By Allison White, ACSW, LCSW, CCDP-D
I remember when I was seven, my Great-Uncle Benji said to my parents, “Allison needs a dog.” It was at that time, my life changed. I was a very quiet, reserved kid, but dogs brought me out of my shell. They were with me during good times, painful times and major life events—and loved me no matter how I reacted to these situations. They remained stable forces in my life, even during the darkest turmoil.
Nowadays, I work with clients who live with depression, anxiety and addictions, and they don’t always feel like there is hope. It’s hard for them to see light in the midst of their darkness, and peace seems so far away. But when I use my dogs during pet therapy visits, I see how animals brighten up a person’s mood, even if it’s for a short time. That moment allows a small trickle of light into that person’s heart, which may not have been there before.
During one session in particular, a client asked if she could get on the floor because she wanted to talk to my therapy dog about something “very important.” She buried her head into my dog’s fur and talked about the horrible week she had endured. Stroking my dog’s fur, my client was overcome with a sense of calm in a way I could not have accomplished by merely talking with her. No judgments, no expectations—just a furry hug.
When we’re facing despair, loneliness, chronic health issues, depression, addictions, or anything beyond our ability to cope, a pet can help ease the pain. He or she can give us a reason to get out of our thoughts to focus on a sense of purpose. The relationship we have with our pets is real and symbiotic—what I give to my pets comes back to me in ways that can’t be measured.
Research shows the benefits of pet therapy (in fact, its first known use dates back to the 9th century!). Boris Levinson was the first clinician to truly introduce the value of animals in a therapeutic environment. In the 1960s, Levinson reported that having his dog present at talk therapy sessions led to increased communication, increased self-esteem and increased willingness to disclose difficult experiences. Ever since, people have been turning to pets for comfort and support during periods of emotional turmoil. Hugging and speaking with a pet who won’t judge you for your feelings or thoughts is cathartic and helps people get through rough times. Pets also reduce symptoms of anxiety or depression, giving people a reason to get up in the morning. Other benefits are unconditional love, acceptance, a “buddy” that encourages physical activity, which leads to healthier lifestyles.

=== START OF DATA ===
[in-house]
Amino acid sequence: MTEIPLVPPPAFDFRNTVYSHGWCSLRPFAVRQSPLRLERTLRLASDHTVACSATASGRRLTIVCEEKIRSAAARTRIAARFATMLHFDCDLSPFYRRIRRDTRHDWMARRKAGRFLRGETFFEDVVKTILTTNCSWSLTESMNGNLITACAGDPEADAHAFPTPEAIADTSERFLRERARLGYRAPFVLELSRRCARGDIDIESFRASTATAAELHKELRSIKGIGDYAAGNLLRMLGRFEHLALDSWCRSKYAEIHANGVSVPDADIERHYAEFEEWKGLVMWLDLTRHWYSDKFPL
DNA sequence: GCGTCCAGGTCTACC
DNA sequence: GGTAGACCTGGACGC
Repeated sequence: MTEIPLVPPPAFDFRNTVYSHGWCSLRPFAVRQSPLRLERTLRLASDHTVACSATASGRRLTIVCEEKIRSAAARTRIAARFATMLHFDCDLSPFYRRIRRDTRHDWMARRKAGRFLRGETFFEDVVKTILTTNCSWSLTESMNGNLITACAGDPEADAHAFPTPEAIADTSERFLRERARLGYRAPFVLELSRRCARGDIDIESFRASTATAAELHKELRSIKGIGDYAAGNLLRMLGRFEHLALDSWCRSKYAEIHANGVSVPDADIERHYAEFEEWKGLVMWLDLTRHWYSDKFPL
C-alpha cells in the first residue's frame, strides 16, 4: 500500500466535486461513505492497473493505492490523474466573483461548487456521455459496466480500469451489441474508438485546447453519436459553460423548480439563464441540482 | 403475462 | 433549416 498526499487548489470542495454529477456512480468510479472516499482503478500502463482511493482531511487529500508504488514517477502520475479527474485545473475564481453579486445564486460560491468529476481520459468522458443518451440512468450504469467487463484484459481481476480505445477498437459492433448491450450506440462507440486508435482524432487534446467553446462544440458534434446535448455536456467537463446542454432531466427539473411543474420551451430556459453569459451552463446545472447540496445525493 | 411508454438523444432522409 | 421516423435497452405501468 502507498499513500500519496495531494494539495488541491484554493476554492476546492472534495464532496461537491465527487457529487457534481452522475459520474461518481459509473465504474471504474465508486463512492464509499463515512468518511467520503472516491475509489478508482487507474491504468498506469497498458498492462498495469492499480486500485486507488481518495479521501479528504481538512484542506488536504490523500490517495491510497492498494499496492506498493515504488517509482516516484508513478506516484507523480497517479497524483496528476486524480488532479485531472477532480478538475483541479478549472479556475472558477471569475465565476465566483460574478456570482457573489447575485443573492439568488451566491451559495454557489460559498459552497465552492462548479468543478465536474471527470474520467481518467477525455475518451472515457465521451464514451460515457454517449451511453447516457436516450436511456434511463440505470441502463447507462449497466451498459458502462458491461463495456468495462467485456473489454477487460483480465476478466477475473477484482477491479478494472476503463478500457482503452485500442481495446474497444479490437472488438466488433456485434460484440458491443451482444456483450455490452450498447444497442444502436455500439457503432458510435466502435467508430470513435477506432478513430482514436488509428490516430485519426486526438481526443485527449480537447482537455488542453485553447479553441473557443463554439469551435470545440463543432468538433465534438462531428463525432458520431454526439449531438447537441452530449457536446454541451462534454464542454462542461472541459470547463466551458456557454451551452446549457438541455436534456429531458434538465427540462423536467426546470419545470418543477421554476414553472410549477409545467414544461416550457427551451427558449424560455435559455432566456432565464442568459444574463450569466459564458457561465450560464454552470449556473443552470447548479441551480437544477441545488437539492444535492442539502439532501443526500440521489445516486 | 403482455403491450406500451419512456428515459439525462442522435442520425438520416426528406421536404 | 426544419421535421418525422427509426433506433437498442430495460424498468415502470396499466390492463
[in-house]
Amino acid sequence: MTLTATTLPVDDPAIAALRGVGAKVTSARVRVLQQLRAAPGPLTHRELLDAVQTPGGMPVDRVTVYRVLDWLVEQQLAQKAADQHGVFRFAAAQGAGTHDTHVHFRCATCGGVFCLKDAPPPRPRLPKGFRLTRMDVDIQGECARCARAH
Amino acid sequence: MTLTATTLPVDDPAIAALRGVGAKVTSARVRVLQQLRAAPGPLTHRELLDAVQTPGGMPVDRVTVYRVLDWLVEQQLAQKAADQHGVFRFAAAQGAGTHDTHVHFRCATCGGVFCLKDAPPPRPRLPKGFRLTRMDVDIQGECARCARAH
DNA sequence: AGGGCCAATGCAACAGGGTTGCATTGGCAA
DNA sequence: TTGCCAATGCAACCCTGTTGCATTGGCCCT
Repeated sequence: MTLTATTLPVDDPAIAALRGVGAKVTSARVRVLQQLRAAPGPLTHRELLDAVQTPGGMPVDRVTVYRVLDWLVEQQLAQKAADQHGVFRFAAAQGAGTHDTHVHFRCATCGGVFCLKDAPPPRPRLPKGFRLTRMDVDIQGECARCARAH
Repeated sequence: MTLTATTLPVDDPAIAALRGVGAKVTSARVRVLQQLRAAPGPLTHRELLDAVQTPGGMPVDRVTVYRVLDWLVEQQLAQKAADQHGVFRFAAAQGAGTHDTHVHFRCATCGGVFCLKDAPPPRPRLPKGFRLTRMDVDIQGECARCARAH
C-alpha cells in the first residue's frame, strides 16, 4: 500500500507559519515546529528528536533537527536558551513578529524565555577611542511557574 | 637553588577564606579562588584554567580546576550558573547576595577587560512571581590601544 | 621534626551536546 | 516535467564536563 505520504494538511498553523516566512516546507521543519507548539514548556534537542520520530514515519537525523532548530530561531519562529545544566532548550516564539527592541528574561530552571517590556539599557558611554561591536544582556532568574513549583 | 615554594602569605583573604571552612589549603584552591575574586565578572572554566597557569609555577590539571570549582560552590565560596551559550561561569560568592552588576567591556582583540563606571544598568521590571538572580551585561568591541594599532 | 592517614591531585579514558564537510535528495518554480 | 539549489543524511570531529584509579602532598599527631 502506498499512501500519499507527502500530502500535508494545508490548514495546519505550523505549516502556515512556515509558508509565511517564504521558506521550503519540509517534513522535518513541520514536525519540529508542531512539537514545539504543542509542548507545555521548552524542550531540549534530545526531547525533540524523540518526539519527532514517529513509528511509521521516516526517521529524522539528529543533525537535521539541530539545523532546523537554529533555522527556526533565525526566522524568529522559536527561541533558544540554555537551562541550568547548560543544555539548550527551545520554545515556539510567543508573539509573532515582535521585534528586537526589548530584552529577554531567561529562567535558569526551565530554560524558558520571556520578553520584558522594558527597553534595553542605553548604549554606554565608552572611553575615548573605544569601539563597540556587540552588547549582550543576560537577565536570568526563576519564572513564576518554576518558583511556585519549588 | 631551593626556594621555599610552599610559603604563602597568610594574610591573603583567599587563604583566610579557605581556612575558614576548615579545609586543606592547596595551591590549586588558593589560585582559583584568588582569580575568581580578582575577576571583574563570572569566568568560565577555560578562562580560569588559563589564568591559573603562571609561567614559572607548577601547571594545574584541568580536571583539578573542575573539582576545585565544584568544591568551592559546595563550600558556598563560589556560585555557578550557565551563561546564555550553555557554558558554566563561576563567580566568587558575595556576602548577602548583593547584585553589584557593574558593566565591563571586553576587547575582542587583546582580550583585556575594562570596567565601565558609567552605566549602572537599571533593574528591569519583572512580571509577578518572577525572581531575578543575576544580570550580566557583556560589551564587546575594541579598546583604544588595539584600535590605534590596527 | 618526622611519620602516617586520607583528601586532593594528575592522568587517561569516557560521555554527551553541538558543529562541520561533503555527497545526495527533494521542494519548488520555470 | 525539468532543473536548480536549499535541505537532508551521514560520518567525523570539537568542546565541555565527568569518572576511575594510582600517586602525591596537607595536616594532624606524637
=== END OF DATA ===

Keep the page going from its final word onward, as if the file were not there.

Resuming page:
If you’re unable to own a pet, there are many ways to reap the benefits of a pet relationship. Volunteering at a local shelter or helping rescue groups or pet therapy organizations such as Pet Partners (a national organization that promotes positive human-animal interactions) are ways to save pets’ lives, and possibly your own.
Allison is a licensed clinical social worker with 25 years of experience in the mental health field. She has worked at BJC Behavioral Health for 23 years and has been a clinical supervisor of a continuous treatment team for the past 21 years. Allison has been a volunteer for Support Dog’s Inc. for the past 9 years, has had two certified TOUCH therapy dogs, one of which was also certified in animal-assisted crisis response.
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